Juan José Millás, uno de los escritores españoles con mayor trayectoria, ha publicado más de 20 libros que han sido traducidos a 23 idiomas. También periodista y colaborador habitual de medios como El País, Millás ha recibido importantes galardones como el Premio Planeta 2007 y el Premio Nacional de Narrativa 2008 (España). Conversará con la periodista cultural Irma Gallo sobre su última novela, Desde la sombra.
In the Arctic, White, a marine conservationist, shimmies under the ice with an Inuit elder to hunt for mussels in the dark cavities left behind at low tide; in China, he races the Silver Dragon, a 25-foot tidal bore that crashes 80 miles up the Qiantang River; in Chile and Scotland, he investigates the growth of tidal power generation; and in Panama and Venice, he delves into how the threat of sea level rise is changing human culture – the very old and very new. Tides combines lyrical prose, colourful adventure travel and provocative scientific inquiry into the elemental, mysterious paradox that keeps our planet’s waters in constant motion.
The French winner of the 2017 Wellcome Book Prize introduces her magnificent novel Mend the Living, a story that is both intimate and epic, that goes to the heart of what it means to be human.
Who do we rely on to be there for us? Who are the people who actually deliver the National Health Service? We need to know. Elton is a psychologist, whose book Also Human: The Inner Lives of Doctors asks: What does it take to confront death, disease, distress and suffering every day? To work in a healthcare system that is stretched to breaking point? To carry the responsibility of making decisions that can irrevocably change someone’s life – or possibly end it? And how do doctors cope with their own questions and fears, when they are expected to have all the answers? Watson was a nurse for 20 years. Her book The Language of Kindness: A Nurse’s Story is an astonishing account of a profession defined by acts of care, compassion and kindness. They talk to doctor Julie Grigg.
Shuckburgh is a climate scientist and mathematician, and is co-author of the Ladybird book on Climate Change. She will speak about her research on modelling localised effects of climate change – from Arctic warming to flooding in Tewkesbury, from severe drought in Malawi to record-breaking temperatures in Thailand, and from the acidification of the Barrier Reef to the hurricanes battering the Caribbean.
In an age of misinformation and pseudo-science, the world is getting fatter and the diet makers are getting richer. So how do we break this cycle that’s killing us all? Drawing on the very latest science and his own genetic research at Cambridge University, Yeo has written the seminal ‘anti-diet’ diet book. Exploring the history of our food, debunking marketing nonsense and toxic diet advice and confronting the advocates of ‘clean eating’, he translates his pioneering research into an engaging study of human appetite. Chaired by dietitian Ceris Devereux.
The legendary BBC World Affairs Editor discusses his new thriller and the way in which, in fact as in fiction, so many of the most improbable or extraordinary stories and trails all lead back to Moscow.
In the nineteenth century, operating theatres were known as ‘gateways of death’, since half of those who underwent surgery didn't survive. At a time when surgery couldn't have been more dangerous, an unlikely figure stepped forward: Joseph Lister, a melancholy young Quaker surgeon. By making the then-audacious claim that germs were the source of all infection – and could be treated with antiseptics – he solved the riddle of post-operative death and changed the history of medicine for ever.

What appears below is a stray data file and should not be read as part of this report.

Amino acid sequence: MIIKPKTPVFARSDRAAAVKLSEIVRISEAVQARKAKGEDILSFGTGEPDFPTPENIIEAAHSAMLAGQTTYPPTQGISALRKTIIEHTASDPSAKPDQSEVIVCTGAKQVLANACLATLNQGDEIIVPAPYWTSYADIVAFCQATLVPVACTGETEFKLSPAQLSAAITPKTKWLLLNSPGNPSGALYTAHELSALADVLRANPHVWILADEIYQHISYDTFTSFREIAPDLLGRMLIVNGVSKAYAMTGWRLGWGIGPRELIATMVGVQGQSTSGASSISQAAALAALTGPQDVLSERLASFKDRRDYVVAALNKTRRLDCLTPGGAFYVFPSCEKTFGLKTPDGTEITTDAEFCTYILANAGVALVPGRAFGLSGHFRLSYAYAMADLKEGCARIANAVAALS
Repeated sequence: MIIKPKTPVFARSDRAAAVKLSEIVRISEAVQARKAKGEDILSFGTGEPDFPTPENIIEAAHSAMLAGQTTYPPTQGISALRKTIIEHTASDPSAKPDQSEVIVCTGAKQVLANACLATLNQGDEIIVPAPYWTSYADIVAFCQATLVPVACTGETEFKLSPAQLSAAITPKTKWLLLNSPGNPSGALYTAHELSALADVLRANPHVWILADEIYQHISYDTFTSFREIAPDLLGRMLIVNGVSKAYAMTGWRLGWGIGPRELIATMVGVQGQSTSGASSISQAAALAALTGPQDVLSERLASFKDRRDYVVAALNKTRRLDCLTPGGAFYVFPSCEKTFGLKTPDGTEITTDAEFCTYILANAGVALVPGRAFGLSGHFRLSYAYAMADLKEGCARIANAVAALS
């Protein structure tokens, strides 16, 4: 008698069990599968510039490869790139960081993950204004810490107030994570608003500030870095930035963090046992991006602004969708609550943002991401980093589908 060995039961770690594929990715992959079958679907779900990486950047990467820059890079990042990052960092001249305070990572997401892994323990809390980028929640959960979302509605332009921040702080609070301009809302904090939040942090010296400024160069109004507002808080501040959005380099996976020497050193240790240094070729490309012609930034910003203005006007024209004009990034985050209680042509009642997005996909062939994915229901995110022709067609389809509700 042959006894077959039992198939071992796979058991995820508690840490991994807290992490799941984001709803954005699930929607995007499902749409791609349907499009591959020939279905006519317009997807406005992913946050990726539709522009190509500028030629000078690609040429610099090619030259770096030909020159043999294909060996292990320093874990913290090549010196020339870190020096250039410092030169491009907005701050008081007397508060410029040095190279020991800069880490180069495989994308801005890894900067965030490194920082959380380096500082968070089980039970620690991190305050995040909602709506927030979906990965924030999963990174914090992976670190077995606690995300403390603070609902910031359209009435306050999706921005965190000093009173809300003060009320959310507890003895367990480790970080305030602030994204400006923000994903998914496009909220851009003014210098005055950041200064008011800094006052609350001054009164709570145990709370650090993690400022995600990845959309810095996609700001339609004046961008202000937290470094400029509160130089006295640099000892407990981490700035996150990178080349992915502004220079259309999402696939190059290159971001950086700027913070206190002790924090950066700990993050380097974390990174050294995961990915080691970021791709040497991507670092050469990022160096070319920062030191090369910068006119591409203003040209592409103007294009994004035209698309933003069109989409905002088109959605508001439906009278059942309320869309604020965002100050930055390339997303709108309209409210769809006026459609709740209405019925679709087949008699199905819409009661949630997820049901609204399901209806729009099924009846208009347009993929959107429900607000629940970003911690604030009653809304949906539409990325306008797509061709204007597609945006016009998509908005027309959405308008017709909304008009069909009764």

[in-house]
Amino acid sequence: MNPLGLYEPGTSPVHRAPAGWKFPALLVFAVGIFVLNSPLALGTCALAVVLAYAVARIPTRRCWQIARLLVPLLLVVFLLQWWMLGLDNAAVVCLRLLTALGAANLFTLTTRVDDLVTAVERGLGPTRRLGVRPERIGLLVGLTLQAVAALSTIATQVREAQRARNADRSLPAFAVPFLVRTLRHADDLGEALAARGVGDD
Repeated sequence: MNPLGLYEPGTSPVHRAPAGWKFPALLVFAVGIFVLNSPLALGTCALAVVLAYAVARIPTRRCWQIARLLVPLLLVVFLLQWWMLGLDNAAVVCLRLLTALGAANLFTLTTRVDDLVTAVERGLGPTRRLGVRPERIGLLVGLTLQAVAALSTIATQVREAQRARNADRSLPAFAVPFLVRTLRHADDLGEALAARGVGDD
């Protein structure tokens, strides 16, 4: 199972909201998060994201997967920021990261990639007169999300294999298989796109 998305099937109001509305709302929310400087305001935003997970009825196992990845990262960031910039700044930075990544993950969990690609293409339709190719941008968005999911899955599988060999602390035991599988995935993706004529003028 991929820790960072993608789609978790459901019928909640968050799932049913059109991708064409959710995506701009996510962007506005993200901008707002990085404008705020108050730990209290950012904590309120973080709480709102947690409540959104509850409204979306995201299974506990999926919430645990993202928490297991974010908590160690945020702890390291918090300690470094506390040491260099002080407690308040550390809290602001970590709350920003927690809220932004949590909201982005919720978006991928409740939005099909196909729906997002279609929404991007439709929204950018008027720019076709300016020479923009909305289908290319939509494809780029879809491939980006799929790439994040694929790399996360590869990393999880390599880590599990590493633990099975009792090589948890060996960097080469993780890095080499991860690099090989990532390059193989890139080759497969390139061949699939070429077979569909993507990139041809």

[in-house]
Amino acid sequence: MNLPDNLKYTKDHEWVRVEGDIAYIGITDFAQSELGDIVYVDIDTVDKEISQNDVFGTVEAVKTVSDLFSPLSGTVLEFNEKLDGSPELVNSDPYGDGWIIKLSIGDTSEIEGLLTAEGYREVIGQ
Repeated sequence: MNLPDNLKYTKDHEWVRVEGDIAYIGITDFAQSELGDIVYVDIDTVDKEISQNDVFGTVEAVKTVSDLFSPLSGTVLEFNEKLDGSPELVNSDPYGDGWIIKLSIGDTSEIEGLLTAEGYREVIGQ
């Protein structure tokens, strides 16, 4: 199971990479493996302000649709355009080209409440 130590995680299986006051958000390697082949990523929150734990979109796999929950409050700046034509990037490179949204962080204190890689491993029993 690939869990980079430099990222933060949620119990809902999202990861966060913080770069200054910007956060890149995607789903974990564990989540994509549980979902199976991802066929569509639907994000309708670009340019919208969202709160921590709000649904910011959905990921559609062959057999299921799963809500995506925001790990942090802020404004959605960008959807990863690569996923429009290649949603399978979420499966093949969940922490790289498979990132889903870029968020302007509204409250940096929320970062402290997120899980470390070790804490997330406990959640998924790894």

The Welsh publishing house throws a poetry party featuring four new collections from supremely talented poets. Costa Award-winning Jonathan Edwards reads from Gen – a book of sharp yet beautifully warm and humane poems. The title refers to people of Edwards’ generation and his recognition of the preoccupations of the age group that he shares. Catherine Fisher’s first collection for twenty years is The Bramble King, which includes poems on imaginary planets and princes, on the summer solstice, on drawing, on a glass shop – and a clockwork crow (title of her Blue Peter Award-shortlisted children’s book). Rhiannon Hooson’s beautifully resonant first collection The Other City was shortlisted for Wales Book of the Year. Elizabeth Parker’s In Her Shambles is a fantastic debut of spikey, provocative, declamatory and wonderfully energetic poems. All four poets contribute to Seren's new Poems from The Borders anthology published in celebration of the English/Welsh Marches.
From Waterloo to Whitby, St Pancras to Stirling, these are the marvellous, often under-sung places that link our nation. Blending his usual insight and authority, Jenkins examines the geography, architecture and symbolism of these glories of our national heritage.
Climate change is an unprecedented global emergency. Successive governments have failed to put in place the legislation and processes necessary to provide for a sustainable future. To survive, it’s going to take everything we’ve got to spark and sustain a spirit of creative rebellion, which will enable much-needed changes in our political, economic and social landscape. Award-winning artist Gavin Turk and international environmental lawyer Farhana Yamin talk to environmental entrepreneur Ed Gillespie.